Know Your Product: The Wild Reeds

Stars Pick Their Top 5!

Uplifting as the morning sun, the music of The Wild Reeds fuses three-part harmonies, folk melodies and just a bit of that country twang. The female vocals jump from delicate to explosively passionate in just a few bars, while the accompanying band lays a rustic stage. The Wild Reeds landed onto Tiny Desk Concert in 2015, and have been bringing their poignant poetry to audiences ever since.

Catch The Wild Reeds w/ Valley Queen at 191 Toole. 8 p.m. Friday, April 26. 191 E. Toole Ave. $10-$12. 16+

Carole King


I grew up listening to this record with my mom and aunt and I hadn't realized until recently how this helped shaped me as a singer. Every song is so mindfully crafted and the soul in her voice is so authentically Carol. I read once that she writes a song a day to keep with the craft. I'm super inspired by her diligence.

—Kinsey Lee

Know Your Product: The Wild Reeds


The Ugly Organ

An all-time classic favorite that changed how I saw arrangement and texture. It was loud and noisy while still having a strong narrative and complex structure that fed into that narrative. It's proven to be unique in its ability to always find something new with every listen, whether it's a hidden sound layered under all the madness or a lyrical nuance that challenges the musical tone.

—Nick Phakpiseth

Beach Boys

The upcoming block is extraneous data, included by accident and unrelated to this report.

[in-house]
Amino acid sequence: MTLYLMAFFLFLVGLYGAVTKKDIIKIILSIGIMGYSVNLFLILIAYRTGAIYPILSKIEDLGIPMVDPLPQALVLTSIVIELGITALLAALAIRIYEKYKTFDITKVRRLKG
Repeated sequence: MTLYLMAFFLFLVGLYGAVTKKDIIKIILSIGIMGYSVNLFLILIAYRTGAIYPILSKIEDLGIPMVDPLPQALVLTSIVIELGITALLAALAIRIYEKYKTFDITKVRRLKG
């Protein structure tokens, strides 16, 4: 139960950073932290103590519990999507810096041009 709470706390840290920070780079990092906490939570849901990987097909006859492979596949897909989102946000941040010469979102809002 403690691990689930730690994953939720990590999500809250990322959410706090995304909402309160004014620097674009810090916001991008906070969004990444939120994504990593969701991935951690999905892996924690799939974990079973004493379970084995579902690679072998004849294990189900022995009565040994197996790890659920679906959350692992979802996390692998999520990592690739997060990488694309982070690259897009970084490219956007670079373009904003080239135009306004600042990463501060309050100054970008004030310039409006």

Pet Sounds

What matters to the Beach Boys and me alike is what we can be to just one girl.

—Nick Jones


Blue Album

I was in sixth grade. In one camp, you had Backstreet Boys and N'Sync, and in the other you had Weezer and Sublime. Having been a Spice Girls fan, you would think I would have chosen boy-band mania, but instead I plastered my walls with Green Day and Weezer posters. (Keep in mind it was 2002.) Without really knowing it, that was a pivotal point in my adolescence, and the discovery of my own music taste. Weezer's Blue album lead me to punk rock, and then ska, and then a few really horrible haircuts but eventually to my own electric guitar....and somehow now we are here (in a van somewhere in Oklahoma). To this day the Blue album provides a nostalgia few other things do for me. It has aged to perfection.

—Mack Howe

Bright Eyes

Digital Ash in a Digital Urn

I remember hearing "Easy/Lucky/Free" for the first time on my couch on Fuse TV when I was 14. I quickly ditched listening to Dashboard (stopped screaming infidelities) and opened my ears to the dreamy meditative state that "Easy/Lucky/Free" put me in. Listening to that album front to back made me think about songwriting and performing as transparency for the first time. I didn't understand so much of the lyrical content, though I loved it and read along to every song in the CD booklet, but I especially leaned in to the way it shifted my mood. I feel like it helped me grow up. I can put Digital Ash on no matter what mood I'm in, and now that I'm older and have made records, I worship the production on it. Take me to that cloud any day.

—Sharon Silva

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